recovery walk was minimal. An interesting feature of each of the B4-2 flights
that I made with the four different rockets that day was the little hitch that
they made as they cleared the rod. It looked almost as if the rocket was making
a course correction as all of them seemed to fall sideways ever so slightly
before the thrust kicked in and sent them into the wind.
An interesting feature of the foam Tangent is the pre-built and pre-packed
recovery system. The Tangent comes with enough spare wadding wrapped in with
the instructions for several flights and three wads were already tightly packed
in the main body tube. As I mentioned earlier, it's probably a good idea to
take the chute and wadding out and repack them yourself because they seem to
have been shoved in awfully tight. The shock cord is pre-mounted and uses an
interesting mounting method. The elastic cord is tied through a piece of launch
lug, which is glued to the inside of the main body tube. The method seems
effective enough, although I'd consider it a bit suspect over a long period of
The parachute is large and sturdy and in fact may be a little too large for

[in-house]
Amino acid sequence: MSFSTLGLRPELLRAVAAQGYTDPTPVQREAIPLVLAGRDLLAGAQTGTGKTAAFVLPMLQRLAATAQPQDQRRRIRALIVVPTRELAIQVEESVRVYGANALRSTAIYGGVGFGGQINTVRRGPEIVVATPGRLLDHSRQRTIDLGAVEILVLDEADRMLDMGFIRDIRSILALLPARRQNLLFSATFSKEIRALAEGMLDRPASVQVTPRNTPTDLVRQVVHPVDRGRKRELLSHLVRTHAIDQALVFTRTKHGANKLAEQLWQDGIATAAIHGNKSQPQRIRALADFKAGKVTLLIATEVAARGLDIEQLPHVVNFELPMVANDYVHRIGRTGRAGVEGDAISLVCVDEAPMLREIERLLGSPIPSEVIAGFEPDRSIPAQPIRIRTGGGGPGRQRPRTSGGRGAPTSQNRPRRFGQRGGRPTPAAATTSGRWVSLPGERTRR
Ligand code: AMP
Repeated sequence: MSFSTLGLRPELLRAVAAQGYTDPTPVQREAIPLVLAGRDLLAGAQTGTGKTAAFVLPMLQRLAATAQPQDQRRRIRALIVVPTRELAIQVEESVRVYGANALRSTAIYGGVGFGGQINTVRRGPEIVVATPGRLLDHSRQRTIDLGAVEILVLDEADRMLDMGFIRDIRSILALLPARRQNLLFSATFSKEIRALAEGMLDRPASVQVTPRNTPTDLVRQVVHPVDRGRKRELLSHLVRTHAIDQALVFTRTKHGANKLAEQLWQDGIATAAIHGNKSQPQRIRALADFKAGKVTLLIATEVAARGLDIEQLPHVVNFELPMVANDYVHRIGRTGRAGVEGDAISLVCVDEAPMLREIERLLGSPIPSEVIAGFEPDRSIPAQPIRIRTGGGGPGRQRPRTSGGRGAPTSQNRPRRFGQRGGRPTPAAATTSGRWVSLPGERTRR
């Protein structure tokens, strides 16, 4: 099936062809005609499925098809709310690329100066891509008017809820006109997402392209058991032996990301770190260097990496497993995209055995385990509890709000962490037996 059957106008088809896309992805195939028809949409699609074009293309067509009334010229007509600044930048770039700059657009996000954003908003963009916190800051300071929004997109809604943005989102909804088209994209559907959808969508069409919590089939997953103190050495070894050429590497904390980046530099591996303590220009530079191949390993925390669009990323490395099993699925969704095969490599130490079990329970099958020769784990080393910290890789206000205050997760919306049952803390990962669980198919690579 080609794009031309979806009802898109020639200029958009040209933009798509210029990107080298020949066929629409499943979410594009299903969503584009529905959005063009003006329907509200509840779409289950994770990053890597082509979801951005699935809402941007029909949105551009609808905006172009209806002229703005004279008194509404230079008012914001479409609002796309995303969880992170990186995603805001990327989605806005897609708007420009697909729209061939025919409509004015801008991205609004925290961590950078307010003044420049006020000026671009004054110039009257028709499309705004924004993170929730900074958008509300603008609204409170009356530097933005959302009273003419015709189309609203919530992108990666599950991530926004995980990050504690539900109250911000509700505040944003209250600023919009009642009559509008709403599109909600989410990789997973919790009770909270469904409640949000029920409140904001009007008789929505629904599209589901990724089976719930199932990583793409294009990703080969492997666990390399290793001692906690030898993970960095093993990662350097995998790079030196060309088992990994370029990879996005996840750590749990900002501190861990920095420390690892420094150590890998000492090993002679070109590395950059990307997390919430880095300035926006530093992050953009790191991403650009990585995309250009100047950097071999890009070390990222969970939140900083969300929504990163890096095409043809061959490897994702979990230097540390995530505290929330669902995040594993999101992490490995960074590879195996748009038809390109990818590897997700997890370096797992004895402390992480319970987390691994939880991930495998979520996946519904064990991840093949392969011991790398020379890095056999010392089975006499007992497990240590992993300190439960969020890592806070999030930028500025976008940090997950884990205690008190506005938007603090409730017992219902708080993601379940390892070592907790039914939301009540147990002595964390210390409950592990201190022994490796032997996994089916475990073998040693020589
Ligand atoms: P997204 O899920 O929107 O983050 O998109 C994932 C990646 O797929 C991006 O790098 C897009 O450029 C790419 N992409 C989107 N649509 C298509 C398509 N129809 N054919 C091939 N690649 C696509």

some tastes. I cut a large reef hole in the chute, which seemed to have little
effect on the performance of the recovery system except to allow it to recover
closer to the pad. The descent rate is obviously quicker, but it is still slow
enough to allow a damage free recovery.
½ out of 5
The rocketry world is no worse off with the loss of the foam Fun Rockets
products, but seeing the Tangent pass into history with this as its last gasp
would be a shame. The balsa version of this rocket is one that is well worth
hunting down and I hope that the future holds a comeback for the Holverson
Designs half of this unfortunate partnership.
PROs: Great small field performance. Sharp looks from a distance.
Instructions. The Holverson Designs/Fun Rockets saga is one of the odder
stories in rocketry.
CONs: Cheesy foam. The fact that you can tell it's cheesy foam from close
up. Sticker decals, also cheesy.
½ out of 5